• If you generate a large number of pages, remember that statistically, the more you make, the more situations will arise where two pages, although not perfect duplicates, are very close near-duplicates.

Sub-sentence-level

Definition – Constructing individual sentences from snippets.  For example:

[Are you interested in|Were you thinking about]
[purchasing a pink elephant using a credit card|making a red bracelet with your own hands]
[for that special someone on their birthday?|for your dear old Auntie for Christmas?].

The various combinations in this case would add up to 8 versions of this sentence.

Benefits

  • Can create even more versions of content than sentence level.
  • Theoretically more resistant to being classified by a search engine as “duplicate” content.

Shortcomings

  • Value-add for end-users starts to drop rapidly, it’s hard to mix subsentences and still actually say something interesting and useful.
  • No consensus in industry on what threshold of similarity is acceptable.
  • Easy to do the math on how many combinations you are making, but difficult to take into account how many will be what percent similar and so on.

Word-level

Definition – Going all the way down to having different versions of every word.  Also referred to as “article spinning”; there are a number of programs commercially available that apply synonyms to each word to generate multiple versions of an article, then allow you to edit to make the versions more readable.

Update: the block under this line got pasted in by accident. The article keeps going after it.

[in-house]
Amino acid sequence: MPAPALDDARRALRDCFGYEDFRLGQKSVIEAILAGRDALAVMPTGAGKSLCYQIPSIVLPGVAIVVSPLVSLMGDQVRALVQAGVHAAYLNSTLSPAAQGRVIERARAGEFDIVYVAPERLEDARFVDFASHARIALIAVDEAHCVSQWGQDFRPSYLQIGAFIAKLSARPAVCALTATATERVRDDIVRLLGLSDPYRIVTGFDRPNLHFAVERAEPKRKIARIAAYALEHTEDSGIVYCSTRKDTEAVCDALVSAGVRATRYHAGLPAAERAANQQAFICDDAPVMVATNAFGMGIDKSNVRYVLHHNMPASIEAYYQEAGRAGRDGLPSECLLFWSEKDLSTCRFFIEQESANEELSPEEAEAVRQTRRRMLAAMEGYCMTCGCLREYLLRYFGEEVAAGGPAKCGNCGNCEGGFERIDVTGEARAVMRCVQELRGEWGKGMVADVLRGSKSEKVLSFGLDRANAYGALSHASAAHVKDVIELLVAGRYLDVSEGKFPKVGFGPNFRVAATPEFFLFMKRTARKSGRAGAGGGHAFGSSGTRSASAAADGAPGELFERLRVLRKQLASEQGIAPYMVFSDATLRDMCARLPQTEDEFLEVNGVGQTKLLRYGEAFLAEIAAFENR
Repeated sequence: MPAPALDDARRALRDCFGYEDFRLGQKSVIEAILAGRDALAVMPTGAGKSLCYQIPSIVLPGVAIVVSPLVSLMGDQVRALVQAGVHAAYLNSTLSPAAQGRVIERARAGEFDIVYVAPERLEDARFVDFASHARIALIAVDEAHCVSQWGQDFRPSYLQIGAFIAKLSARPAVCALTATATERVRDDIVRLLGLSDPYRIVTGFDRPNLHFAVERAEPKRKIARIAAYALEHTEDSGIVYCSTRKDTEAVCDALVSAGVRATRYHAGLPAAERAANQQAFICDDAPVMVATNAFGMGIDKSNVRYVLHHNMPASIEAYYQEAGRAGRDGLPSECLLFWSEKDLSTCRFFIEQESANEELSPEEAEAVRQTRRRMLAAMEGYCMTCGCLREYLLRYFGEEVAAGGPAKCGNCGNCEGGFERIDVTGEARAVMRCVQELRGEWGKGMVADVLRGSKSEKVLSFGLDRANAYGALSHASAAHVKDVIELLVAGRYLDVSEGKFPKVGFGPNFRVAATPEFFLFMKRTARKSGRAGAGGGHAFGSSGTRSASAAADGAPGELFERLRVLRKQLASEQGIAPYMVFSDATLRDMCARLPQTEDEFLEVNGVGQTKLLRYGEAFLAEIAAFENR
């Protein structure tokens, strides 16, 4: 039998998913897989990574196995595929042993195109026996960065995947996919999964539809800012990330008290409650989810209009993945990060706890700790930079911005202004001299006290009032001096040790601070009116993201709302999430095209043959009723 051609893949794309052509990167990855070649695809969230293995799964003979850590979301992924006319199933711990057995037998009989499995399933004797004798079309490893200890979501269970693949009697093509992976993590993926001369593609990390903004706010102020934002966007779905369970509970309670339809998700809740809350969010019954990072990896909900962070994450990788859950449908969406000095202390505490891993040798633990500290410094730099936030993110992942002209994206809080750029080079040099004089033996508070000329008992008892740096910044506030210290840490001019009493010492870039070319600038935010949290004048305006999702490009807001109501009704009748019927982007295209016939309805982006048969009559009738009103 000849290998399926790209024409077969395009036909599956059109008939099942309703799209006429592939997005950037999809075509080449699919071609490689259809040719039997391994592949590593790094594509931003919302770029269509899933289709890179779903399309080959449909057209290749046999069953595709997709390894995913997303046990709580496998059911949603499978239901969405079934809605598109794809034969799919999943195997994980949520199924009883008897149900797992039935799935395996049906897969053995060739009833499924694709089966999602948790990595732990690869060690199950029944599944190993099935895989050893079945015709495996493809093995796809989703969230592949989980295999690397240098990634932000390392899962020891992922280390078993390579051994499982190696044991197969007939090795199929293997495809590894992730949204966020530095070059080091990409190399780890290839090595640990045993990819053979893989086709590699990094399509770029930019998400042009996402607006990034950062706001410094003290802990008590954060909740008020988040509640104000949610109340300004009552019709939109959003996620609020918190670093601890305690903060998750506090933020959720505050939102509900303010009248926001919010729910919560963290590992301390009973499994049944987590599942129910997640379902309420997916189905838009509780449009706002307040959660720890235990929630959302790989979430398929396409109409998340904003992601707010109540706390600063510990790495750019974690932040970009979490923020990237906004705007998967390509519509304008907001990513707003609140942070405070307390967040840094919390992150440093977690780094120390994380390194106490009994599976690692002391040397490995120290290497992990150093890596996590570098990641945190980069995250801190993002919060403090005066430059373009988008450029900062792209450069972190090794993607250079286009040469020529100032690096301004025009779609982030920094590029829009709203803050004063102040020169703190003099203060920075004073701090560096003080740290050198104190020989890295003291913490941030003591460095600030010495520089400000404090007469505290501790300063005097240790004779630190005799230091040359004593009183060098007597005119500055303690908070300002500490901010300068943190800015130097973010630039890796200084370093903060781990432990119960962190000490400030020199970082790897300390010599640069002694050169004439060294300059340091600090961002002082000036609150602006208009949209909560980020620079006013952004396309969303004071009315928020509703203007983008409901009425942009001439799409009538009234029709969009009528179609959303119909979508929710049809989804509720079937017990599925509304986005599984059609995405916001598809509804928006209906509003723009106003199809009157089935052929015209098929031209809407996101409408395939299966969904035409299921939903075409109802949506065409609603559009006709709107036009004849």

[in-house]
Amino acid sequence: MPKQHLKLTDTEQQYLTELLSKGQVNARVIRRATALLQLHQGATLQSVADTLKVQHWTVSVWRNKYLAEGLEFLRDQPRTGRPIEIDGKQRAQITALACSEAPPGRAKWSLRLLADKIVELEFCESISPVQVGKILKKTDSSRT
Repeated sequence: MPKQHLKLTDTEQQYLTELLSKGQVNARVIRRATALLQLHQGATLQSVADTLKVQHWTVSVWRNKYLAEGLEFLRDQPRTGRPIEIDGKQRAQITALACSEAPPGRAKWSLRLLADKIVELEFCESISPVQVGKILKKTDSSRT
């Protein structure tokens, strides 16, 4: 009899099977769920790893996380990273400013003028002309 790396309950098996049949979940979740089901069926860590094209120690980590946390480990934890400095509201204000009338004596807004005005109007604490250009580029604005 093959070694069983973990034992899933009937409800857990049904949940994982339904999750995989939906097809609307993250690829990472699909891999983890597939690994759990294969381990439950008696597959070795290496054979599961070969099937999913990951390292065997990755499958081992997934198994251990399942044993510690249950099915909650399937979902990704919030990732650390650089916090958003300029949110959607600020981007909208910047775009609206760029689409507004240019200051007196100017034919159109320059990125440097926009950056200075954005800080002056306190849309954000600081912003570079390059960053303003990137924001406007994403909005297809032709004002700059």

Benefits

  • Can create amazing amounts of content from the tiniest bit of actual material.

Shortcomings

  • Extremely difficult to actually say something useful to users; typically results in high bounce rate and lower SERP rankings.
  • Requires extremely high level of expertise in the English language and extreme creativity to even attempt this.
  • Simply substituting synonyms does not work in many cases and requires extensive investment in editing after the content is generated.

This table summarizes the various difficulty levels and other attributes as I see them:

Type Difficulty Value-add to end-user Scalability Likelihood of Detection
Page-level 1 10 2 1
Paragraph-level 2 8 16 8
Sentence-level 4 6 256 4
Sub-sentence-level 16 4 4096 2
Word-level 32 2 65536 1

Conclusion

The best advice is, keep it simple – stick to page-level, which is also known as “article rewriting”.   If you are hell-bent on generating a lot of content with formulas, think about subsentence-level, or even consider mixing it up and doing a hybrid model – swap some paragraphs, sentences, and some subsentence-level content around.  If your goal is to keep your content fresh by refreshing titles, meta-descriptions, and so on using formulas, more power to you…but please don’t use formulas to generate tons of useless garbage – remember, as Peter Parker’s uncle said, with great power comes great responsibility!

5 Comments

  1. Marcus M says:

    Hi. For lot’s of people writing articles can be a stressful job, so I discover this great software to create original content in just few minutes and to spin my articles. This is pretty cool. You can check here:

    http://bit.ly/hIWrLG

  2. Mark F. says:

    Marcus M… could you be a spammer?

  3. Ted Ives says:

    Hmm…I’m going to step out there and say, just maybe!

    Akismet caught Marcus’s comment but I went ahead and approved it anyway, because it’s actually related to the topic, and also for his pure unadulterated moxie in spamming a fellow SEO person’s blog so blatantly!

    Come get your PageRank, all you article spinner software people! ;-)